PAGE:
Racism? Why Doctors Think Black People Feel Less Pain

Survey: Medical Students Believe African-Americans Feel Less Pain

The University of Virginia survey found there’s an implicit racial bias in how students and medical professionals treat pain.

PBS NewsHour: Is There A Racial ‘Care Gap’ In Medical Treatment?
A new study finds African-American patients are often treated differently when it comes to medicine and care. The survey of more than 500 people, 400 of them medical students, found implicit bias exists that may help explain why black people are sometimes undertreated for pain. Among its findings: Medical students believed that African-Americans felt less pain than white patients, and even thought their skin was thicker. (Ifill, 4/5)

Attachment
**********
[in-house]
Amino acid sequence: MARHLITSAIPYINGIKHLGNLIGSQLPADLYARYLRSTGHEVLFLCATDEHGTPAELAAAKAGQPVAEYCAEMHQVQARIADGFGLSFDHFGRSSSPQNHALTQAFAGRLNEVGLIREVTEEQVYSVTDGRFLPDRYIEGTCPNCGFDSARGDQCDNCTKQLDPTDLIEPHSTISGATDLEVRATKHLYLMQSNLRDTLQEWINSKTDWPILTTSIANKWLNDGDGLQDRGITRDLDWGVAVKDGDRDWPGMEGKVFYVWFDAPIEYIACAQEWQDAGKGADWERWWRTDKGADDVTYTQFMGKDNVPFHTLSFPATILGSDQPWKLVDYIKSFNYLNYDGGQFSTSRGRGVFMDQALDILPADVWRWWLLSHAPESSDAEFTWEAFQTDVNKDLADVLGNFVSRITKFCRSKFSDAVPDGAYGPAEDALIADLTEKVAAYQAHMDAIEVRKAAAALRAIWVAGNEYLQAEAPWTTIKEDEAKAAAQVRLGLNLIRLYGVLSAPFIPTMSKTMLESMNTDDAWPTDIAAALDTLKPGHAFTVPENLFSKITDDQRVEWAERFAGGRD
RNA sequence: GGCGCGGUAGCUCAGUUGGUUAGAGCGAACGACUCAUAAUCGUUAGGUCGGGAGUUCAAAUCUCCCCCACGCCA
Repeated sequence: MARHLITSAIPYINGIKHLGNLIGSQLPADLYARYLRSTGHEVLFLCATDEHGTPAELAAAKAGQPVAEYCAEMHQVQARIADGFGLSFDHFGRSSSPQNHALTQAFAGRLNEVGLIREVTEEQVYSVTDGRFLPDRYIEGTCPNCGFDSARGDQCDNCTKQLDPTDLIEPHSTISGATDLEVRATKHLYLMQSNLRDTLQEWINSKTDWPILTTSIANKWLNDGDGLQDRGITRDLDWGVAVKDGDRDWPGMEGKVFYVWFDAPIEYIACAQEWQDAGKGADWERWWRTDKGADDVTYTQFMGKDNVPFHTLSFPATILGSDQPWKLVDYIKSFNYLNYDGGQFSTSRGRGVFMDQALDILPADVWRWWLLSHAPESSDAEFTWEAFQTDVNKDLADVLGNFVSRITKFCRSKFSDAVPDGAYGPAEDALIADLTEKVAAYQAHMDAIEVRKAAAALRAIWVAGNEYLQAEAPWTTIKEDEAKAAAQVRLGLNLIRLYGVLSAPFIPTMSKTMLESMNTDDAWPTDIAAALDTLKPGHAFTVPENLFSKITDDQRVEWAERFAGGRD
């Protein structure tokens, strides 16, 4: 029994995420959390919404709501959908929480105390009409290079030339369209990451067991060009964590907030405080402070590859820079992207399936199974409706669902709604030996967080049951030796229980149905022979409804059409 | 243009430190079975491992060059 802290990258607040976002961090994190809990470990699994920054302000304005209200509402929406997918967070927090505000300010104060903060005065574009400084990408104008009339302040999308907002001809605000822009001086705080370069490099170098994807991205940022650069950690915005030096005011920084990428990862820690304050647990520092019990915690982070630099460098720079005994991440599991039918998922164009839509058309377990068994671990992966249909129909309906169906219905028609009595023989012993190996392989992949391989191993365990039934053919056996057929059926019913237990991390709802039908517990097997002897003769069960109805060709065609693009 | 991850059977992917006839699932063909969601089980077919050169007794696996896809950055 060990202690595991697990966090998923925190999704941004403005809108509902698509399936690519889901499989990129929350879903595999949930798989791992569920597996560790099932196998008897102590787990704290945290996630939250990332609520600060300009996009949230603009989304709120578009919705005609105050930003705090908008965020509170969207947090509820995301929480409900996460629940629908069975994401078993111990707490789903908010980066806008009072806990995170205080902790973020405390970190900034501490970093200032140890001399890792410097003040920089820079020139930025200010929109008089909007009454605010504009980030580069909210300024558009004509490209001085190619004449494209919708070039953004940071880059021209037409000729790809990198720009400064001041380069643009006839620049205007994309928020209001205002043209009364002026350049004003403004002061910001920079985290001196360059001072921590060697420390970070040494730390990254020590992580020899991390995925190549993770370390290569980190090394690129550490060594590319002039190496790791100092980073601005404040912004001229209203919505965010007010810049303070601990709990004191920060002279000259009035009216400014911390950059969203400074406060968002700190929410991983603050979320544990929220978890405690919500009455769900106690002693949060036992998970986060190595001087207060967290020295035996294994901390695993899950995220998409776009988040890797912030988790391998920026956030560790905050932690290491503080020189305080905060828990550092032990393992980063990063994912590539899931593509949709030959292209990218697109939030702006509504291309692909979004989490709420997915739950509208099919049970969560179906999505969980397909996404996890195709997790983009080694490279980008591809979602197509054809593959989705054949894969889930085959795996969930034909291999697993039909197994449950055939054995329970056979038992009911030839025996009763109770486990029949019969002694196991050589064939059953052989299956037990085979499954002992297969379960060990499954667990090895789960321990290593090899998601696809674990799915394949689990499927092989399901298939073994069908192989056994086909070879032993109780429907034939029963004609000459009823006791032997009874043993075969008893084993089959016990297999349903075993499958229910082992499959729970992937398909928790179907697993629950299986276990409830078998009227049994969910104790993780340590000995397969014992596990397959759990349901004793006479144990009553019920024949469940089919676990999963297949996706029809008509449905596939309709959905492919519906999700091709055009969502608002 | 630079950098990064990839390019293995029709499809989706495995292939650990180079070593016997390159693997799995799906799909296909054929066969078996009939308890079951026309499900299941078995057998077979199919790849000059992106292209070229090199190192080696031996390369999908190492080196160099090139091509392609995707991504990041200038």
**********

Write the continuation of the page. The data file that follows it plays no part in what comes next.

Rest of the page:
NPR: UVA Study Links Disparities In Pain Management To Racial Bias
Numerous studies have shown that black patients are less likely than their white counterparts to receive pain medicine for the same injury. Now, new research from the University of Virginia suggests a reason why. It found that a substantial number of white medical students and residents believe black people are less sensitive to pain. (Cornish, 4/5)

Los Angeles Times: Does A White Doctor Understand A Black Patient’s Pain?
A new study reveals that in a group of 222 white medical students, half judged as possibly, probably or definitely true at least one of 11 false beliefs about racial differences. And that is not without potential consequences for the patients these medical students may one day treat, the new research suggests. (Healy, 4/4)

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